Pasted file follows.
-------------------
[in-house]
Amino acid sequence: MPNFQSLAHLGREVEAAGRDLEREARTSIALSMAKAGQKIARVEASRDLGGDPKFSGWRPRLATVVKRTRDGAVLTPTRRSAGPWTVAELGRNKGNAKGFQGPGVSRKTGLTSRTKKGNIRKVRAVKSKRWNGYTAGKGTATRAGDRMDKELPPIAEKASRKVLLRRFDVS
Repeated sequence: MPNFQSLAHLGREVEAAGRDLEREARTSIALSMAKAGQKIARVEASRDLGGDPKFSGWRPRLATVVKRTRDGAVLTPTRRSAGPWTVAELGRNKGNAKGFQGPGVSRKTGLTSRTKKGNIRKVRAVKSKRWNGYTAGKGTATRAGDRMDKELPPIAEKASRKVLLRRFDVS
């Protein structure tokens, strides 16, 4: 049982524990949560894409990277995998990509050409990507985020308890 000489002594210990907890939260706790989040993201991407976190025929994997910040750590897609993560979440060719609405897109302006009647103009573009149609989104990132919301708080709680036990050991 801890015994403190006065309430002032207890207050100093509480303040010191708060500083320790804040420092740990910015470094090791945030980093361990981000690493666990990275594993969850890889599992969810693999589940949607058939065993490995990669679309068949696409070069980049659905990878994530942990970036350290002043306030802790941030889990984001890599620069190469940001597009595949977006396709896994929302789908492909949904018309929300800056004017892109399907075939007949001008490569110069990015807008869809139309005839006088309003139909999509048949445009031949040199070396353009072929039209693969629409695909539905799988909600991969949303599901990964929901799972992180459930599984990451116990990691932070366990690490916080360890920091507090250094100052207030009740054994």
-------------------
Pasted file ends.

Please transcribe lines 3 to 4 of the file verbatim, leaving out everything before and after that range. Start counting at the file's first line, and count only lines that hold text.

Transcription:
Repeated sequence: MPNFQSLAHLGREVEAAGRDLEREARTSIALSMAKAGQKIARVEASRDLGGDPKFSGWRPRLATVVKRTRDGAVLTPTRRSAGPWTVAELGRNKGNAKGFQGPGVSRKTGLTSRTKKGNIRKVRAVKSKRWNGYTAGKGTATRAGDRMDKELPPIAEKASRKVLLRRFDVS
């Protein structure tokens, strides 16, 4: 049982524990949560894409990277995998990509050409990507985020308890 000489002594210990907890939260706790989040993201991407976190025929994997910040750590897609993560979440060719609405897109302006009647103009573009149609989104990132919301708080709680036990050991 801890015994403190006065309430002032207890207050100093509480303040010191708060500083320790804040420092740990910015470094090791945030980093361990981000690493666990990275594993969850890889599992969810693999589940949607058939065993490995990669679309068949696409070069980049659905990878994530942990970036350290002043306030802790941030889990984001890599620069190469940001597009595949977006396709896994929302789908492909949904018309929300800056004017892109399907075939007949001008490569110069990015807008869809139309005839006088309003139909999509048949445009031949040199070396353009072929039209693969629409695909539905799988909600991969949303599901990964929901799972992180459930599984990451116990990691932070366990690490916080360890920091507090250094100052207030009740054994």